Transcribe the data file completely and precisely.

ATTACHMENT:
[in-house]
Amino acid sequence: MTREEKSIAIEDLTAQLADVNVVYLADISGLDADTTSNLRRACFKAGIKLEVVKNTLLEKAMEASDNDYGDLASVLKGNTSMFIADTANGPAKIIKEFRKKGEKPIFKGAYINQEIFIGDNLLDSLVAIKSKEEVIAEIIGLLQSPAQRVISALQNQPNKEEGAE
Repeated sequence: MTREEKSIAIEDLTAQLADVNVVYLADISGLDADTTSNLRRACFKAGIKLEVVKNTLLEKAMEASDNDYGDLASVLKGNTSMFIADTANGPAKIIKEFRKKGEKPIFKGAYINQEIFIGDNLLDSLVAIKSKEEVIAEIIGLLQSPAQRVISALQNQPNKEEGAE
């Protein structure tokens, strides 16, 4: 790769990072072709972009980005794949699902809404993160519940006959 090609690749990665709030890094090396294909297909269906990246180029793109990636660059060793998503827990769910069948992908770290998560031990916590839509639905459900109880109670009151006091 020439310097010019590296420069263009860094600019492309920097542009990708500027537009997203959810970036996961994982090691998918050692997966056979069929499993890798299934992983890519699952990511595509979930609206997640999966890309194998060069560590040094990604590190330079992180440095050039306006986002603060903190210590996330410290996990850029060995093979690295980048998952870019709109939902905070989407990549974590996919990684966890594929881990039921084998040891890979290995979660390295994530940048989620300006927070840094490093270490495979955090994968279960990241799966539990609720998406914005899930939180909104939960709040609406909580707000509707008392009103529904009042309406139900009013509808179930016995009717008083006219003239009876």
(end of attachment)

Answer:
[in-house]
Amino acid sequence: MTREEKSIAIEDLTAQLADVNVVYLADISGLDADTTSNLRRACFKAGIKLEVVKNTLLEKAMEASDNDYGDLASVLKGNTSMFIADTANGPAKIIKEFRKKGEKPIFKGAYINQEIFIGDNLLDSLVAIKSKEEVIAEIIGLLQSPAQRVISALQNQPNKEEGAE
Repeated sequence: MTREEKSIAIEDLTAQLADVNVVYLADISGLDADTTSNLRRACFKAGIKLEVVKNTLLEKAMEASDNDYGDLASVLKGNTSMFIADTANGPAKIIKEFRKKGEKPIFKGAYINQEIFIGDNLLDSLVAIKSKEEVIAEIIGLLQSPAQRVISALQNQPNKEEGAE
């Protein structure tokens, strides 16, 4: 790769990072072709972009980005794949699902809404993160519940006959 090609690749990665709030890094090396294909297909269906990246180029793109990636660059060793998503827990769910069948992908770290998560031990916590839509639905459900109880109670009151006091 020439310097010019590296420069263009860094600019492309920097542009990708500027537009997203959810970036996961994982090691998918050692997966056979069929499993890798299934992983890519699952990511595509979930609206997640999966890309194998060069560590040094990604590190330079992180440095050039306006986002603060903190210590996330410290996990850029060995093979690295980048998952870019709109939902905070989407990549974590996919990684966890594929881990039921084998040891890979290995979660390295994530940048989620300006927070840094490093270490495979955090994968279960990241799966539990609720998406914005899930939180909104939960709040609406909580707000509707008392009103529904009042309406139900009013509808179930016995009717008083006219003239009876």